A big, brash French beastie that bites off more than it can chew. It is after all possible for a film to be too stylish for its own good − especially when the style isn't itself the main content (as in Kill Bill for example).
The starting point for Christophe Gans' gory eighteenth century mystery is the myth of La Bête du Gévaudan, which the French are wont to characterise as their history's greatest enigma.
Brotherhood of the Wolf makes no secret of its very mixed extraction - many will be able to trace its lineage to precursors as divergent as The Matrix, The Beast, Dangerous Liaisons, The Name of the Rose and the Hammer horror films. Period authenticity has been compromised by the ecclectic mix of styles which inflect many aspects of the production, from the martial arts sequences to the rather distracting soundtrack.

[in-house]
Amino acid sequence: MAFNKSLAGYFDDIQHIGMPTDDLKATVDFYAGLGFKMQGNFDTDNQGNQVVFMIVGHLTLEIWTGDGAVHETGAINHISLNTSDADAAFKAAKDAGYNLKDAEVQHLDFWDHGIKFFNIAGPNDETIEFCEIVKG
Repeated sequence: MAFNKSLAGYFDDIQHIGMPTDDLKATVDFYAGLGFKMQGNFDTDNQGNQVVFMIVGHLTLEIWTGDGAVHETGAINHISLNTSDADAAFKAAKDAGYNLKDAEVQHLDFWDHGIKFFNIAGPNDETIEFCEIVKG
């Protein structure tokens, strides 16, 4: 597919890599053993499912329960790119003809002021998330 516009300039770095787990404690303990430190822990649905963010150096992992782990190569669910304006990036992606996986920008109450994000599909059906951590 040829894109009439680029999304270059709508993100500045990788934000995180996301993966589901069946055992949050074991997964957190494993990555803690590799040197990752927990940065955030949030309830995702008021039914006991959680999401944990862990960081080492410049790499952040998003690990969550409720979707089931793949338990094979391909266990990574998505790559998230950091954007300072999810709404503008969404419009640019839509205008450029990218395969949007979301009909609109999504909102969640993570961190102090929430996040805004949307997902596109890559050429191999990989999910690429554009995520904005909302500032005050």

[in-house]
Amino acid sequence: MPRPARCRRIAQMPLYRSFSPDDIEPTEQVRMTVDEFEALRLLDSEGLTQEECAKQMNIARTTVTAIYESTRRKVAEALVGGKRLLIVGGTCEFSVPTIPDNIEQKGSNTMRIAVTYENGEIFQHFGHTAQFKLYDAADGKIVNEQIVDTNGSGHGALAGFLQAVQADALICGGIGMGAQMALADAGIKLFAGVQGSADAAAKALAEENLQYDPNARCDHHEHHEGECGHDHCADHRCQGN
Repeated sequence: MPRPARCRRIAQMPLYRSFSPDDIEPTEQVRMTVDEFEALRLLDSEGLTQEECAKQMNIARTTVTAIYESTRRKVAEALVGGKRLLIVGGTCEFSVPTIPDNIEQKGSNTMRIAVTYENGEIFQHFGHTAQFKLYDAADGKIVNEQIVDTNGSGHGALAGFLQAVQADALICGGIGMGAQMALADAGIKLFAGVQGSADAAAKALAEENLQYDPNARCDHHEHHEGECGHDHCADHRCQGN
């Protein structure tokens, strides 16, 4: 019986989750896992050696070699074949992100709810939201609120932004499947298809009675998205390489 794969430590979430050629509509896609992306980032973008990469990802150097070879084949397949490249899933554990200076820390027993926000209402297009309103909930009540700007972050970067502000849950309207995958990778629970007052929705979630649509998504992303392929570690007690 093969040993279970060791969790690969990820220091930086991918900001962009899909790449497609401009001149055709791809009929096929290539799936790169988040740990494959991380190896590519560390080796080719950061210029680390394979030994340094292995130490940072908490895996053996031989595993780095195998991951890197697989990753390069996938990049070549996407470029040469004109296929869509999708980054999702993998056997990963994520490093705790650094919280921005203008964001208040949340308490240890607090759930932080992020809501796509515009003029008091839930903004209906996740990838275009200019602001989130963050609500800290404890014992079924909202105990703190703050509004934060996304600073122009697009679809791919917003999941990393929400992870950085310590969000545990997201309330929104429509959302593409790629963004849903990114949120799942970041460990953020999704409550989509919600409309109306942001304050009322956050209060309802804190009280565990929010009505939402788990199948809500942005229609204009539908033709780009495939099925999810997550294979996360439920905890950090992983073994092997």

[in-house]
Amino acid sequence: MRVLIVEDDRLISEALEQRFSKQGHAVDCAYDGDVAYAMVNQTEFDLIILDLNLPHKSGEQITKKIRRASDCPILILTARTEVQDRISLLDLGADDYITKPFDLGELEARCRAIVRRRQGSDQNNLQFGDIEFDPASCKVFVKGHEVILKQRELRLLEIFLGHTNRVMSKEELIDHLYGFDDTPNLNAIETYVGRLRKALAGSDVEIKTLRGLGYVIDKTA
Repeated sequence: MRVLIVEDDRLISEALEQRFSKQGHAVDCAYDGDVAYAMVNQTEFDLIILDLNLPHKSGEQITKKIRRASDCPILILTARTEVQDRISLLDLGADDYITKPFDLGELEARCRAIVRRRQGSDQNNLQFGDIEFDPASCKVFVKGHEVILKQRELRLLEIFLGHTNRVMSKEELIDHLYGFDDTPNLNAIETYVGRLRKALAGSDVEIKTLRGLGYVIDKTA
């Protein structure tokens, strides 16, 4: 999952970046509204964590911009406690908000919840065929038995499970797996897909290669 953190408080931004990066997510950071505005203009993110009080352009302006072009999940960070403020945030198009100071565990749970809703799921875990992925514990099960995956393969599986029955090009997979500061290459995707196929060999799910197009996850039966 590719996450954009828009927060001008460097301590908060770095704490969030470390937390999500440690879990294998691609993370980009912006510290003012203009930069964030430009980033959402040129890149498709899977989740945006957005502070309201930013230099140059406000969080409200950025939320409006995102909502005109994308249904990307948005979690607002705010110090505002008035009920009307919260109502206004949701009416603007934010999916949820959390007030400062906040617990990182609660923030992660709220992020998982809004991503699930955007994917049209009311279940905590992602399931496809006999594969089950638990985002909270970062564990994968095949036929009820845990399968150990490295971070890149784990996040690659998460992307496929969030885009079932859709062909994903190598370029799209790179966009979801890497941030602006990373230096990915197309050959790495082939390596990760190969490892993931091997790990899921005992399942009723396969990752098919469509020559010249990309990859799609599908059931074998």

Gans loosely tracks the known historical events for the first half of the story before really letting go. By the end we have discovered (amongst other things) that Monica Bellucci's character Sylvia is an Italian prostitute working as a secret agent for the Papacy!
We were both left highly entertained, but also feeling that the whole spectacle could have been turned down a notch or two to good effect.